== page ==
2. DCO: can apply only after their refugee claim is accepted OR after 180 days have passed since their claim was referred to IRB (found eligible). Note that the medical examination is also required.

What is the cost and who needs to pay?

Refugee claimants with a claim in process and those found to be refugees do not pay a fee for the work permit. This also applies to those who have received a positive decision on a Pre-Removal Risk Assessment.

However, rejected refugee claimants must pay the fees ($155) even if:

  • There is a pending appeal;
  • A decision has been made in Federal Court that refers them back to IRB
  • They have been accepted on Humanitarian & Compassionate grounds

 

Resources:

Chart with all fees and exemptions according to the person’s status or situation.

Applying online vs on paper

It is possible to apply for a work permit online or to mail an application. In general, online applications are processed faster. However, the online application can be challenging for claimants, mostly due to the payment requirements:

  • The payment must be done online with a credit card.
  • The online application requires payment of an additional $100 open permit fee even though refugee claimants, refused refugee claimants and individuals with an unenforceable removal order are exempted from this fee (always double check with your community organization, other categories might also be exempt). When paid upfront through the online process, the fee is eventually reimbursed (a few months later).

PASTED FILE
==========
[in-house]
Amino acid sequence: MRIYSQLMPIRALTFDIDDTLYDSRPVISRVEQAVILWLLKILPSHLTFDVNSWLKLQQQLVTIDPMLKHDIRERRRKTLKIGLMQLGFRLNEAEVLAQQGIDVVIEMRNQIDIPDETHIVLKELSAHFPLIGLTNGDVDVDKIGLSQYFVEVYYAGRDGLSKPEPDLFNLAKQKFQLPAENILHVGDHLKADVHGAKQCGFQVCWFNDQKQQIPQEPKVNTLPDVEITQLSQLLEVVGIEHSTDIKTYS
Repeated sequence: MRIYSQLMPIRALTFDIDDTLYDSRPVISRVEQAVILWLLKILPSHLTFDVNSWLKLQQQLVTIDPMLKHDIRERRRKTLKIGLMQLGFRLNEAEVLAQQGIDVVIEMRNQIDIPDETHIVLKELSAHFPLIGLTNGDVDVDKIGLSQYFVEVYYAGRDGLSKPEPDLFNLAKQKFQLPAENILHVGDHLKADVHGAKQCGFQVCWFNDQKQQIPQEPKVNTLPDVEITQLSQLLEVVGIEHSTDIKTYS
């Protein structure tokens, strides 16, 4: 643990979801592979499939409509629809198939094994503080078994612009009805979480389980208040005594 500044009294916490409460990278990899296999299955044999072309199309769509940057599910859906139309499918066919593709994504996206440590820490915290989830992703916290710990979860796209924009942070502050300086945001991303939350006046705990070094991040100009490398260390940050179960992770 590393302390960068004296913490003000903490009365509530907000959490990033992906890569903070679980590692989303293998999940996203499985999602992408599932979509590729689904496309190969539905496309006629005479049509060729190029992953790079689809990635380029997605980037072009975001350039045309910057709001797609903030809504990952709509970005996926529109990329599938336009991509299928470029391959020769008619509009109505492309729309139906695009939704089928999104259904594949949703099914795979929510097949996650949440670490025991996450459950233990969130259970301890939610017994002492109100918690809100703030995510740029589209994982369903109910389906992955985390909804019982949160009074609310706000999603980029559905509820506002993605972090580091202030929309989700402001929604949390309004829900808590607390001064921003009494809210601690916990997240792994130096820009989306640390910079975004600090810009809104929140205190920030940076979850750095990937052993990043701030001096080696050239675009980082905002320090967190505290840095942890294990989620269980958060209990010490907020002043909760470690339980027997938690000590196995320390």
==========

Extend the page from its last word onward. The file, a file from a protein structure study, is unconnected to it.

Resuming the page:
Resources:

Practical guide to make a work permit application online.

For online applications, home page to create an account.

Notice explaining the delays for processing times.

Step 4: Preparing for the hearing

The hearing with IRB is a very crucial step. Claimants should ensure they have proper legal counsel throughout the process (starting with preparing the BOC form).

The IRB has strict rules when it comes to how and when evidence can be submitted. Evidence is needed to demonstrate the situation in the country of origin of the claimant as well as to document the specifics of the claimant’s case. For all evidence gathered, documents need to be translated into French or English and (ideally) reviewed by a lawyer. The deadline to submit all documents is 10 days before the hearing, although all important additional documents should be brought to the hearing with an explanation of why they could not be sent within the deadline.